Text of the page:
Berkeley residents were buoyed last week by a federal report (pdf) that calls for delaying the closure and sale of historic post offices like theirs until their historic value has been properly assessed and taken into account.
The Advisory Council on Historic Preservation (ACHP) released a study it did at the request of Congress in January to determine if the government's headlong rush to privatize the U.S. Postal Service (USPS) and sell off its assets to the highest bidder illegally impacted a few historic buildings around the country. Its answer was “yes.”
Preservationists and city officials in Berkeley were aghast when first told that the 1914 Second Renaissance Revival-style post office was toast and a month-long protest outside the building in 2012 got the public's attention. It was one of three California post offices on a current list of 15 for sale, including a 1941 “Spanish Eclectic and Spanish Colonial Revival” building in Burlingame and a 1932 building in Palo Alto.
A statement from the Postal Service cited by the Los Angeles Times says that 1,900 of the agency's 9,000 properties could be considered for the National Register of Historic Places.
Fourteen historic buildings have already been sold, according to the report, including one in Santa Monica and another in Venice. The 1939 Venice Art Deco building, with its iconic interior “Story of Venice” mural, was sold to Silver Pictures Entertainment million in 2012.
The report, which is only advisory, argued that the government has failed to comply with Section 106 of the National Historic Preservation Act, which all agencies of the federal government are required to follow. It cited a failure to evaluate the buildings for their historic value, assess community impact, conduct public hearings, issue public notices, be transparent in its proceedings and act in a timely fashion.
Frances Dinkelspiel, a reporter for Berkeleyside, wrote that the federal government's lack of transparency and cooperation with the community was evident in its unwillingness to identify the city as an interested stakeholder in the process of disposal. Antonio Rossmann, an attorney hired by Berkeley to help fight the sale, told her the city has not seen documents that are always made available to prospective buyers, including information it requested on the condition of the structure.
The report's introduction begins with a statement that its authors seem to consider self-evident but has held little sway of late. “Few would deny that the local post office is a key component of the civic heart of communities across the nation. These structures have served for decades as centers of commerce and communication as well as valued community meeting places.”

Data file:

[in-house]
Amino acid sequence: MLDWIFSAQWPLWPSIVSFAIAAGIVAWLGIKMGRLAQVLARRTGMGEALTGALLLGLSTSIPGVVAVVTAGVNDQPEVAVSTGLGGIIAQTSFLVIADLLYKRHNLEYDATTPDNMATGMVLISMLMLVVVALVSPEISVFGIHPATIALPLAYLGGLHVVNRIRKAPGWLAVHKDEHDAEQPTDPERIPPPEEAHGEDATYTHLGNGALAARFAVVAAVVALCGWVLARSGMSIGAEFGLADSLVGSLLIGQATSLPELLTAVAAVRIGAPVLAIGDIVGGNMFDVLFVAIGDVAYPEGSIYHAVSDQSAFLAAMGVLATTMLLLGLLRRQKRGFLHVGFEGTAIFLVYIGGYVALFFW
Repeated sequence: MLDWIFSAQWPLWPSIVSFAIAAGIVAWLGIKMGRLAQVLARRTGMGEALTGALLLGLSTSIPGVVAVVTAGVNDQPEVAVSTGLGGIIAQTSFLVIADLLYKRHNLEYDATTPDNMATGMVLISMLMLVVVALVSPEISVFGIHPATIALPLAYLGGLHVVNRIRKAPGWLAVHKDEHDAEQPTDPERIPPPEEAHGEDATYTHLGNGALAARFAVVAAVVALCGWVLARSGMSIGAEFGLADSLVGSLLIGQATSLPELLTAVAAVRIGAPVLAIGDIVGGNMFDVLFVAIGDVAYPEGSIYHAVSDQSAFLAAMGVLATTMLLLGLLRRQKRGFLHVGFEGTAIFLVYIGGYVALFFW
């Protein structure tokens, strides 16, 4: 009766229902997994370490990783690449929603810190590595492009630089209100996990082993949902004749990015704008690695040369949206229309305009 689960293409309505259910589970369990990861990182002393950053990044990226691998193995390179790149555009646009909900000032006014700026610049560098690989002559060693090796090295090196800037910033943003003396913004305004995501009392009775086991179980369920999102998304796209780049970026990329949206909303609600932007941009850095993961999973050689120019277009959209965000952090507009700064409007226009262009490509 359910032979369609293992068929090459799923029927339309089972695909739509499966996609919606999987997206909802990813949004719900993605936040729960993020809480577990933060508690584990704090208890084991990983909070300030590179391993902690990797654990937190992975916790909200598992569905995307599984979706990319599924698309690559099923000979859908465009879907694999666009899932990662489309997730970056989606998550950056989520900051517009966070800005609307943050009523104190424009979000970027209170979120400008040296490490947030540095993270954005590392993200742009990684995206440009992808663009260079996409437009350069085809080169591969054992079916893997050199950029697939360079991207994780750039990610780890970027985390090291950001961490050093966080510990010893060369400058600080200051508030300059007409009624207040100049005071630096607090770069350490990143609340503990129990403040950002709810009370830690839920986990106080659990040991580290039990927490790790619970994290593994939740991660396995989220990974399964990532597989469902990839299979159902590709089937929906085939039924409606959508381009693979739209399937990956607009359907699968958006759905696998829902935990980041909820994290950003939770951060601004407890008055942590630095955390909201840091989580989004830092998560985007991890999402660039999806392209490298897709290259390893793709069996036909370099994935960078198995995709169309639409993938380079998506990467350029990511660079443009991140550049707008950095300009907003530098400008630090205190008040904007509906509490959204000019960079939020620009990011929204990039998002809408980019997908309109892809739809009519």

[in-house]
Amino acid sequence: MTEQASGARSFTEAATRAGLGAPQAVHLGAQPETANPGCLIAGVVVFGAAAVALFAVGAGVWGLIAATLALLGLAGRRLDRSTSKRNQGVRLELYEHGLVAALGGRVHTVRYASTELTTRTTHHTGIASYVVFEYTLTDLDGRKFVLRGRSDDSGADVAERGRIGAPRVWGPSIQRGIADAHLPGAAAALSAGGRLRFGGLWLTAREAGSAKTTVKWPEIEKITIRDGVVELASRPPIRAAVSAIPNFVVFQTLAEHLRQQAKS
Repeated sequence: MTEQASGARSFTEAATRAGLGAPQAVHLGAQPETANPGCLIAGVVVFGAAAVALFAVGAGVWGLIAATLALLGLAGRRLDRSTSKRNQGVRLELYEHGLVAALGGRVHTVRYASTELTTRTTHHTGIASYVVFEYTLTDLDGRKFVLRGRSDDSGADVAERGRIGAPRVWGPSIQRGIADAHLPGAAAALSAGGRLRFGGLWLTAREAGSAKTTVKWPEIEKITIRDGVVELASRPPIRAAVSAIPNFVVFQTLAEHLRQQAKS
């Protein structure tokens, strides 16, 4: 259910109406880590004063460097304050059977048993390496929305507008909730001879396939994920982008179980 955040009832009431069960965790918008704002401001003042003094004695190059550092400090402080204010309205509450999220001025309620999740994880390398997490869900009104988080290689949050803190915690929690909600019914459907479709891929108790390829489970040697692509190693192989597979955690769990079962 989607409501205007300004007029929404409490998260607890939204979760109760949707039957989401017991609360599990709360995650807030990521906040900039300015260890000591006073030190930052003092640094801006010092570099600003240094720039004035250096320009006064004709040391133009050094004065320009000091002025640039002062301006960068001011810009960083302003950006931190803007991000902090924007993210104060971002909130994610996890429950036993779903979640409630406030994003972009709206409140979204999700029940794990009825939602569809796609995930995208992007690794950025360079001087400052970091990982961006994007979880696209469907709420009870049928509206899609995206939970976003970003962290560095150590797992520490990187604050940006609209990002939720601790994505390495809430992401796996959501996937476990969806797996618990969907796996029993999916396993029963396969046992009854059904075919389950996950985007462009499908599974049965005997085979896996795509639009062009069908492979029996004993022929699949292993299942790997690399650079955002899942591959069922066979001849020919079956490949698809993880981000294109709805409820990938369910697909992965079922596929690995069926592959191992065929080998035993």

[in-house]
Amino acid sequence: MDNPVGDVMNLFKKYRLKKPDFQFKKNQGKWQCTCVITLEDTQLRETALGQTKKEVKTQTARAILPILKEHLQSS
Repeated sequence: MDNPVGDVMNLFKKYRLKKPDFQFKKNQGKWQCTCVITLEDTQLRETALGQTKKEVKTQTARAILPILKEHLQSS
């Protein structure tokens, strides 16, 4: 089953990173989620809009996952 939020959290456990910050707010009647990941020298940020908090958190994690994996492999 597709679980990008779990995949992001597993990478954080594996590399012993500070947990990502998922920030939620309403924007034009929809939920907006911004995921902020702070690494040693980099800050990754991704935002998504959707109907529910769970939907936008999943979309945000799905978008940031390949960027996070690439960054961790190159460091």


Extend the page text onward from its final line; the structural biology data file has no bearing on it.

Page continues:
In contrast, it is conventional wisdom that the Internet, competition from the innovative private sector and sky-high pension costs of pampered federal employees are killing the Postal Service. Critics say the only hope is to slash costs, scale back services, sell off unnecessary assets and shift the business of mail delivery to more efficient private owners.
Critics of the critics dispute most every allegation made. The post office, they say, is being savaged for thinly-disguised political reasons, including the destruction of the largest organized labor force in the country, postal workers (40% of whom are minorities). The Number One contributor to the Postal Service’s annual net operating loss, which currently runs in the billions of dollars, is a law passed by the Republican-controlled Congress in 2006.
The law forced the USPS to prefund its future health care benefit payments to retirees for the next 75 years. The Postal Service was ordered to pay for the benefits of workers it hasn’t even hired and do it in an accelerated time frame, a requirement not demanded of any other federal government agency.
The law instantly put the post office on the verge of bankruptcy and unleashed a movement to villainize and privatize the service. Unions would take a beating, private carriers would get a boost and $85 billion in hard assets could be sold to those who would know how to properly monetize them.
The Postal Service has been selling and leasing buildings through an exclusive contract with CBRE Group Inc., a real estate giant that has been criticized by the USPS Office of Inspector General. The inspector general is expected to soon issue a full report on the postal service sales.
Even if Congress accepts the recommendations of the advisory group and actually preserves what's left of the historic buildings, the Postal Service will be in shambles. And yet another opportunity to fix a critical public function will give way to privatization and getting about the business of business.